In the United States, fluoride-containing toothpastes are primarily categorized as non-prescription (over-the-counter) and prescription products based on the concentration of fluoride in the toothpastes. Commercially available over-the-counter fluoridated toothpastes are composed of fluoride concentrations around 1,000 ppm. In contrast, toothpastes containing over 5,000 ppm of fluoride ion, or 1.1 % sodium fluoride, are available only as prescription products provided by registered dental professionals. Several 1.1% sodium fluoride toothpaste formulations are currently available in the market and are primarily dispensed through pharmacies. However, it is unclear if the prescription toothpaste products are in inventory at all pharmacies. It is important to perform a market evaluation of commercially available 1.1% sodium fluoride toothpaste products to be able to make appropriate recommendations to patients, dental professionals, and pharmacy companies. Hence, this study aimed to evaluate the distribution and cost of 1.1% sodium fluoride toothpaste across pharmacies in the US.
Materials and Methods
Based on United States Census Bureau data, the areas were categorized as rural, suburban, and urban.9 The pharmacies across these areas in the US were identified through a stratified random sampling method. The product details and cost of 1.1% sodium fluoride toothpaste currently available in their stock was obtained through walk-in and telephone interviews. Information obtained included demographic data such as the name of the pharmacy, city, state, and area (rural, suburban, urban), as well as product details including name of the brand, product name, and retail selling cost.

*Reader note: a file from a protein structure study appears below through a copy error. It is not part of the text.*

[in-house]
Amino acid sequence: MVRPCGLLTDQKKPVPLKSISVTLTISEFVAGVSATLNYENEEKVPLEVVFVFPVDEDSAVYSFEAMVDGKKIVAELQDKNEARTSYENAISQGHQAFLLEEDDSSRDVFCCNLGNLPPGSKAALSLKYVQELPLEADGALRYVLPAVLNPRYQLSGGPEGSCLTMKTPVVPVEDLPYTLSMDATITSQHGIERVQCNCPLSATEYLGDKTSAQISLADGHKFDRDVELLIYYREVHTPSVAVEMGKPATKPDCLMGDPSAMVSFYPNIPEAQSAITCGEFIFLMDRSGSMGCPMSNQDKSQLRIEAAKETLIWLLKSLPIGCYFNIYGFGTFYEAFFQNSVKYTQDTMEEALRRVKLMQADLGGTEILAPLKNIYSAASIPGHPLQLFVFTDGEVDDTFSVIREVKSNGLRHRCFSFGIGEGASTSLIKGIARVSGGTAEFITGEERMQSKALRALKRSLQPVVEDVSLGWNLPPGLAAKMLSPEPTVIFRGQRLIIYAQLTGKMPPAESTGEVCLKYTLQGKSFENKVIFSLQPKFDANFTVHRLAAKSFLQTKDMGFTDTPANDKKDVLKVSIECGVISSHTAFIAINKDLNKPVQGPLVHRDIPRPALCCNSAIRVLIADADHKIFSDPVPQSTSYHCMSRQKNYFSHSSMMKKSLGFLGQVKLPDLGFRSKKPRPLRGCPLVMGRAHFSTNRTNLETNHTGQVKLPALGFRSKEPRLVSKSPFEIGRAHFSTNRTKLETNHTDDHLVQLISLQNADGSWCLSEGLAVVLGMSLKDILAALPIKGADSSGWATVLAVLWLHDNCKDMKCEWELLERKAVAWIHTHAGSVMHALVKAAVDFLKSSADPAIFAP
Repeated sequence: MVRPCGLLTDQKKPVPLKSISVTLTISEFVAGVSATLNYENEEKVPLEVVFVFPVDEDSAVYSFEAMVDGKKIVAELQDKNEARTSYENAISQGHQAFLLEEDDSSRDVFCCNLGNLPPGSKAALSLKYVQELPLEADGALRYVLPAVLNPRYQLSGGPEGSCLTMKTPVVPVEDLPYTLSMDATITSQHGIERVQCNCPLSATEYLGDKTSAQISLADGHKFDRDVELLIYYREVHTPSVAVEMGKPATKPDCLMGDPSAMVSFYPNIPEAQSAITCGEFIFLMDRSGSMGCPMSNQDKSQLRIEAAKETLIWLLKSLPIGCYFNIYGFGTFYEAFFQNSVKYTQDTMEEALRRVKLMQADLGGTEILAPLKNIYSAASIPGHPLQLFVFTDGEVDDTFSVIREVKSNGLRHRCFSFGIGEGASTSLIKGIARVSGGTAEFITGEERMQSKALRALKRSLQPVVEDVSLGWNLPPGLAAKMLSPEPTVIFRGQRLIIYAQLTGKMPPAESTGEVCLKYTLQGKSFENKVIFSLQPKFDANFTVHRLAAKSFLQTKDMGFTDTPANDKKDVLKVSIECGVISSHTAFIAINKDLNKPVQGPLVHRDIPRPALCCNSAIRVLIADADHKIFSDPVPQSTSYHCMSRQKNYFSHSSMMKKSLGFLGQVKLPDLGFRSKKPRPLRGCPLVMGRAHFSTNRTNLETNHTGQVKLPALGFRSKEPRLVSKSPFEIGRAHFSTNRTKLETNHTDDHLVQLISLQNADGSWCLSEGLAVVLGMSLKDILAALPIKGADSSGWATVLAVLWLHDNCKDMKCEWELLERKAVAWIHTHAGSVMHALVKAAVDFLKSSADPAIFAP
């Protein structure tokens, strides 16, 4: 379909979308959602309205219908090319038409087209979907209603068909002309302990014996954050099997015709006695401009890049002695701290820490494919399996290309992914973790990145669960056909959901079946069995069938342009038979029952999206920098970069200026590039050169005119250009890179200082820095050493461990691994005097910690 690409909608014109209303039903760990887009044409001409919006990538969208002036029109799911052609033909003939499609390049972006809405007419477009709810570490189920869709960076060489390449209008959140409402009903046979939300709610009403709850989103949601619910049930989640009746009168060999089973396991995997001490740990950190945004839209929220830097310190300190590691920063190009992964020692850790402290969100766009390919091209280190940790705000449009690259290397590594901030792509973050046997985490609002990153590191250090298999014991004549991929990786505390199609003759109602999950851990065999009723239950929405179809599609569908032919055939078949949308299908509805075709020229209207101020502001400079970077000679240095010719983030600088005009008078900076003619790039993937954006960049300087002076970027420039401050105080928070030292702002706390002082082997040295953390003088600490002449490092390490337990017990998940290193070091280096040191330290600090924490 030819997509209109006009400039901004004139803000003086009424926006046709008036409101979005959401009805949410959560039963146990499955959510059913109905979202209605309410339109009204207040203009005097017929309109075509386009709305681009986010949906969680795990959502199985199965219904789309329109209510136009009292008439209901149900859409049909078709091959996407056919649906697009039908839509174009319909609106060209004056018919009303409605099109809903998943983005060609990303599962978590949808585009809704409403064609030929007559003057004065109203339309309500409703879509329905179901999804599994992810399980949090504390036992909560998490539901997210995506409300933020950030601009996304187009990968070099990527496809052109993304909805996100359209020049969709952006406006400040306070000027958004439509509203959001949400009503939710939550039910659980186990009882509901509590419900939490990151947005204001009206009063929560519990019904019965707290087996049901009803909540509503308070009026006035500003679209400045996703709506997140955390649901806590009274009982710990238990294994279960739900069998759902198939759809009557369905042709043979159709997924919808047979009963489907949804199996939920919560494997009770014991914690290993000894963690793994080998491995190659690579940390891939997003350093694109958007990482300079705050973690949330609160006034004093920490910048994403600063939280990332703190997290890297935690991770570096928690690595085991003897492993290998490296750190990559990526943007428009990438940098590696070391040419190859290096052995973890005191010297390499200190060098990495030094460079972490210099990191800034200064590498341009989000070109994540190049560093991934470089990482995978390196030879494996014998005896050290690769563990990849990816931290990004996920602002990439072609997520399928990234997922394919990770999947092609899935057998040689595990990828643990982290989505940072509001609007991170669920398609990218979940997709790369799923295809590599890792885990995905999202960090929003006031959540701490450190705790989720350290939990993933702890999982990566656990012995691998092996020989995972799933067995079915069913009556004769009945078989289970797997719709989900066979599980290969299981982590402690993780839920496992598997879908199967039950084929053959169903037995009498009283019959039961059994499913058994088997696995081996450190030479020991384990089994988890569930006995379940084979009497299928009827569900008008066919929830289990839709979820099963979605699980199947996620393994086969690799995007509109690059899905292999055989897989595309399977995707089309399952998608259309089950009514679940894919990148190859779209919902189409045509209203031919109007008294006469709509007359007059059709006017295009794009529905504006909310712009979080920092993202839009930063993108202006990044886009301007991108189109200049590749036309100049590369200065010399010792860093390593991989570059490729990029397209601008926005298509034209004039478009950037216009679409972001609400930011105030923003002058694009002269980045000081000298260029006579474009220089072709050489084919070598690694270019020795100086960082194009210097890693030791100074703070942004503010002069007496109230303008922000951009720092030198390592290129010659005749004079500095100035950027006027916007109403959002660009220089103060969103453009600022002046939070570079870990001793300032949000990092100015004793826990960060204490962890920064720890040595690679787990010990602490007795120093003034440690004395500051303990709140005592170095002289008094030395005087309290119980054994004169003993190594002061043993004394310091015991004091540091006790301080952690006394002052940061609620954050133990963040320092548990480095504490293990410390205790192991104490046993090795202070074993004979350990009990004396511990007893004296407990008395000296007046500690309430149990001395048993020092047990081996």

In total, 192 pharmacies were interviewed across 47 states and territories in the US, and the information of 360 products was obtained. Out of 192 pharmacies interviewed, 79 (41%) were in urban areas, followed by 61 (32%) in rural areas and 52 (27%) in suburban areas (Table 1). Based on the distribution of products, 153 (41%) were in suburban areas, (41%), 114 (32%) were in rural areas, and 93 (27%) were in urban areas (Table 2).
Cost of the product based on Rural, Suburban, and Urban areas
The minimum cost of the product was $3 in Phoenix, Arizona. The costliest product was at $40, sold in Pasadena, California. The average minimum cost of the product was observed in Oklahoma and maximum cost was in Honolulu, Hawaii.
The average costs of 1.1% sodium fluoride toothpaste in the rural, suburba,n and urban areas were $19.65, $20.77, and $20.44, respectively. A One-way ANOVA showed no significant difference between the cost of the products sold in the pharmacies across rural, suburban, and urban regions of the US (p>0.05). Independent sample t-tests showed no significant difference between the cost of 1.1% sodium fluoride toothpaste sold in the pharmacies in the rural and suburban areas (p>0.05). Similarly, no significant difference in the cost was observed between the suburban and urban areas (p>0.05) and between rural and urban areas (p>0.05, Table 3).
Cost based on pharmacy
The cost of the products was obtained from four common and accessible pharmacies across the US (Costco, CVS, Walgreens, Walmart). In total, 49 products were analyzed in Walgreens, followed by 40 in CVS, 28 in Walmart and 20 in Costco. The minimum cost of the 1.1% sodium fluoride toothpaste formulation was $7.99 in a CVS pharmacy and the maximum cost was $39.00 in a Costco pharmacy. One-way ANOVA indicated a statistically significant difference in the cost of products sold across major pharmacies in the US (p<0.05; Table 4).
In the overall global economy, the toothpaste market alone was valued at $26.09 billion in 2018 and it is estimated to reach $36.98 billion by 2024.10 Different formulations of toothpastes are available in the market, primarily driven by the brand presence, cost, and formulations. Similar to non-prescription toothpaste brands, prescription toothpastes are produced and marketed by different pharmaceutical companies. Unlike non-prescription brands that are freely available in stores, prescription brand toothpastes are exclusively sold either at the dental office or at pharmacies. Hence, it is found appropriate to understand the brands, and costs of the products available across the pharmacies in the United States. In this survey, the authors found that several brands of 1.1% sodium fluoride products are available, with different formulations and varying costs.